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Committee to weigh first three phases of Waterford Community Park project

Waterford — The Town Center Ad-hoc Committee got an update Wednesday on the Town Center plan and is preparing to implement the first three phases of the Waterford Community Park project.

"This is critically important to a lot of people," First Selectman Robert Brule told the committee.

The committee of four elected and appointed town officials was formed in August 2021 to develop a plan for creating a town center-style, fully accessible space within the so-called Civic Triangle bordered by Route 1, Route 156 and Avery Lane. The wedge of property encompasses municipal buildings, a softball field, basketball courts, a playground, a pond, Veterans Memorial Park, the town library and Jordan Green, which houses Waterford Historical Society buildings.

Chad Frost of Kent + Frost, a professional landscape architectural firm in Mystic contracted by the town, told the committee during its meeting Wednesday at Town Hall that they were at the stage of starting to make decisions for phases 1 through 3 of the project.

He said it was time to “start working on the details, both from a value engineering cost perspective and then from a longevity perspective, so that we don't have to be fixing and maintaining and putting a lot more money into things.”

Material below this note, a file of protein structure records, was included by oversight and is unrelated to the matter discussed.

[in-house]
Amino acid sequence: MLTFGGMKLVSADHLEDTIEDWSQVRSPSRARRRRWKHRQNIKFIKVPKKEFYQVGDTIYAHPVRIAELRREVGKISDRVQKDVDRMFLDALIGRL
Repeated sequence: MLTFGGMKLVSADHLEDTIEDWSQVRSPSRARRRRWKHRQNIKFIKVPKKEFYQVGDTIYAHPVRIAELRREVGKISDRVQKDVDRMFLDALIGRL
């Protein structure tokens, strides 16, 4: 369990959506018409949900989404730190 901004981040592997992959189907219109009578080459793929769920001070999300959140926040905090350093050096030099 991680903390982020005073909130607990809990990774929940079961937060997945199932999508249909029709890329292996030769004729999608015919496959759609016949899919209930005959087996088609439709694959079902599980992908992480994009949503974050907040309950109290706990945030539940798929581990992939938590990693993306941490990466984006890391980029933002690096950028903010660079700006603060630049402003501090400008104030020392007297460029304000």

Town Planner Abby Piersall, contacted by phone Monday, said the project timeline would be determined “within budget parameters,” and was “designed with phasing in mind.”

The phasing is designed to make the plan a piecemeal project, which will allow the town “to be sensitive to resident and taxpayer needs,” she said, so if funds need to be diverted to support other infrastructure projects, or the budget does not allow for it in a particular year, individual phases can be postponed or the project halted altogether.

According to Frost, the first phase of the project consists of “environmental improvements to the pond.” The pond, renamed the Alfred E. Holm Jr. Memorial Park in 2012 and known colloquially by residents as “the Duck Pond,” will be dredged to remove sediment and debris.

Phases 2 and 3 include installing Americans with Disabilities Act-compliant walkways and overlooks around the pond, as well as streetscaping.

Piersall explained that a total of $200,000 has so far been designated for the planning of the project, with $50,000 coming from fiscal year 2020-21 and $150,000 from fiscal year 2021-22.

The $200,000 will cover the initial plan, design execution and sediment testing for the pond, which is necessary for dredge work.

An additional $246,209 has been approved in the fiscal year 2022-23 budget and will become available July 1, and will cover the cost of dredging. American Rescue Plan Act funds of $975,000, initially slated for a now defunct project, will be transferred to this project.

The next step in this process will be decisions about the details of "hardscape," such as boardwalk width and overlook height, as well as decisions about dredging, which is anticipated to begin this fall. The committee will determine, weighing both cost and feasibility based on sediment testing results, the depth to which dredging will be completed.

The committee’s next meeting will be on June 1 at 6 p.m. at Town Hall.


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